Tariffs on Chinese imports start July 6
- The United States released a semi-final list of 1,102 Chinese products on Friday that would be subject to a 25% tariff as early as July 6, 2018.
- The list includes 818 product lines from the original 1,333 proposed, and was dwindled down after the public comments period, where 3,200 stakeholders submitted written testimony. This first list of products is valued at $34 billion and will be subject to import taxes as of July 6.
- The U.S. also proposed to impose tariffs on 284 new product lines which benefit from Chinese industrial policies, such as Made in China 2025, and are worth approximately $16 billion in imports. These products must undergo public notice and comments in the next weeks before the taxes are scheduled to enter effect.
The tariffs against China have been on the horizon since at least March, and although they will only officially begin as of July, supply chains have already begun to feel the effect.
Over the past five years, U.S. businesses have been sourcing more products from alternative suppliers, such as Vietnam. As one of the world's fastest growing economies located along many of the world's main shipping routes, the Southeast Asian nation is an attractive solution to avoid paying a 25% tariff. Imports from the country are expected to rise to $51 billion in 2018, compared to the $46 billion recorded last year.
But not all supply chains will be able to avoid the tariffs.
The new taxes are being placed on such a wide range of products — from nuclear reactor parts to molding patterns — that production may not easily be substituted.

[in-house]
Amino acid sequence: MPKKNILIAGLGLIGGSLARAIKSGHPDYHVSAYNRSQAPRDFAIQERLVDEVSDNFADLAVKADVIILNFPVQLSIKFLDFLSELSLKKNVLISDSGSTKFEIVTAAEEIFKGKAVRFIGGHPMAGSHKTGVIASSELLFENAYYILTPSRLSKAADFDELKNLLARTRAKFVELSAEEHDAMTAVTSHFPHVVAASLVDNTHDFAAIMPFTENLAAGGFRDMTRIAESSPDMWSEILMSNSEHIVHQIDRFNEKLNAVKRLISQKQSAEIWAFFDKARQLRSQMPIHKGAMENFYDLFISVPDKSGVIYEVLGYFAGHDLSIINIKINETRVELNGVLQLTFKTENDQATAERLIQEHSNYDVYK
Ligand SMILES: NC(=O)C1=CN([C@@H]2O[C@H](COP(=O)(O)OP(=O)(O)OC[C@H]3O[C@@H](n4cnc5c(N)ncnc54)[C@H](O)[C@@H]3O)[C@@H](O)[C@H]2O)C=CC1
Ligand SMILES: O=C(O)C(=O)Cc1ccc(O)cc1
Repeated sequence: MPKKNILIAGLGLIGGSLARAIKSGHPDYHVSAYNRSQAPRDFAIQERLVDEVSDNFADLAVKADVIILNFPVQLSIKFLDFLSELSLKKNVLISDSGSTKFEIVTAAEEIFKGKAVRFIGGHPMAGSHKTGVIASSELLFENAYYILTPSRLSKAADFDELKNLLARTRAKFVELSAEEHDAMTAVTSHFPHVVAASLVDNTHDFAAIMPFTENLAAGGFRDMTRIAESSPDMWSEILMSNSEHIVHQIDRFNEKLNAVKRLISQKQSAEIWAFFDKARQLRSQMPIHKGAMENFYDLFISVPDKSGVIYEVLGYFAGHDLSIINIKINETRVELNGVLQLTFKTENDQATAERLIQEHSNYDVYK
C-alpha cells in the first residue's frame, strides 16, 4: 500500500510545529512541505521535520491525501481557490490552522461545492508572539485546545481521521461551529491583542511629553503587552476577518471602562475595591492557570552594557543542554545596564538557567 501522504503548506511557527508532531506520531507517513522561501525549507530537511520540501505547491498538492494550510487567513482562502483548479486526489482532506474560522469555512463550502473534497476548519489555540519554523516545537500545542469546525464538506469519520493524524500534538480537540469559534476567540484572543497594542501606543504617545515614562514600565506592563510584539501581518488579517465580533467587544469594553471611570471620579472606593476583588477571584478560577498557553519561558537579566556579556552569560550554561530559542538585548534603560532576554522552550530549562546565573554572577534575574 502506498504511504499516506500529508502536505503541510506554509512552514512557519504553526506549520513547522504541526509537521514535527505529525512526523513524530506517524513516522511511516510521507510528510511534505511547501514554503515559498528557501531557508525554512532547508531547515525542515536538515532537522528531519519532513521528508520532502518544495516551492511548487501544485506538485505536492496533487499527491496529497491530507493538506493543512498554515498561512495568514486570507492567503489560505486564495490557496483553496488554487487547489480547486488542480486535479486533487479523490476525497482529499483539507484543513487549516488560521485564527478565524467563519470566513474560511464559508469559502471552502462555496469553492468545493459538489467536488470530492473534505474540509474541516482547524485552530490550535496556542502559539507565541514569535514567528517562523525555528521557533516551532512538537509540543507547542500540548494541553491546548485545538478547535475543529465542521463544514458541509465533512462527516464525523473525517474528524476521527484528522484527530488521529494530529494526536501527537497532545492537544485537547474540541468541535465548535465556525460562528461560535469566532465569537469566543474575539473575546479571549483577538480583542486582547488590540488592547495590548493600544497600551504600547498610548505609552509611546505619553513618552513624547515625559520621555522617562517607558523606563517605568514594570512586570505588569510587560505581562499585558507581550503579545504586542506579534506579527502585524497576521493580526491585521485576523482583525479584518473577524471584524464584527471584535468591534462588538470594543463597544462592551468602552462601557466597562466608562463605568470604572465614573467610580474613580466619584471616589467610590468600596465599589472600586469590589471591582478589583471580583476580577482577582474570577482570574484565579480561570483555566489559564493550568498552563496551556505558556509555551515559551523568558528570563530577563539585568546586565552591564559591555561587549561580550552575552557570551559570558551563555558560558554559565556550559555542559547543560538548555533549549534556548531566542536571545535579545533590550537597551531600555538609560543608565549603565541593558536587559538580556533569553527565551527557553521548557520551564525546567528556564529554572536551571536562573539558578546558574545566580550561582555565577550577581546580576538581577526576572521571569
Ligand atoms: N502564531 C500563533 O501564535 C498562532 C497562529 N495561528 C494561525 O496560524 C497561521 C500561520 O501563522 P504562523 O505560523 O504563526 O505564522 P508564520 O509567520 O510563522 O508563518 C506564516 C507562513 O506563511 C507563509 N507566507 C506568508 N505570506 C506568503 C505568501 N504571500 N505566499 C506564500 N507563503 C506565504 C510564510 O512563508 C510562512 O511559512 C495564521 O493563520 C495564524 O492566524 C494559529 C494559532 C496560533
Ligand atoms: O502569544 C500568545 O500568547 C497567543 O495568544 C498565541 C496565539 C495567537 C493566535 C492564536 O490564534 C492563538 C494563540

When tariffs on steel were announced by the U.S., manufacturers in Chicago said they expected to pass about half of the rising costs on to customers. When taxes were placed on solar imports, small businesses worried they would be unable to bear the additional costs.
Some economists argue the long-term impacts of tariffs are minimal. The USTR said the new tariffs are in the interest of national security and are not placed on goods "commonly purchased by American consumers such as cellular telephones or televisions."
But all supply chains have parts, many of which are based in China, and will have to adjust their networks or cost calculations decisively as a result of these new tariffs.
It's not just importers that will suffer. U.S. exporters may soon face tariffs of the same scale on their own products.
"China has to respond strongly and firmly defend the interests of the country and the people, and resolutely safeguard economic globalization and the multilateral trading system," China's Commerce Ministry said in a statement, made public by CNBC's Eunice Yoon on Twitter.
"We will immediately introduce taxation measures of the same scale and the same strength. All the economic and trade achievements previously reached by the two parties will no longer be valid at the same time," the ministry said, calling on all countries to take "joint actions" against the U.S.
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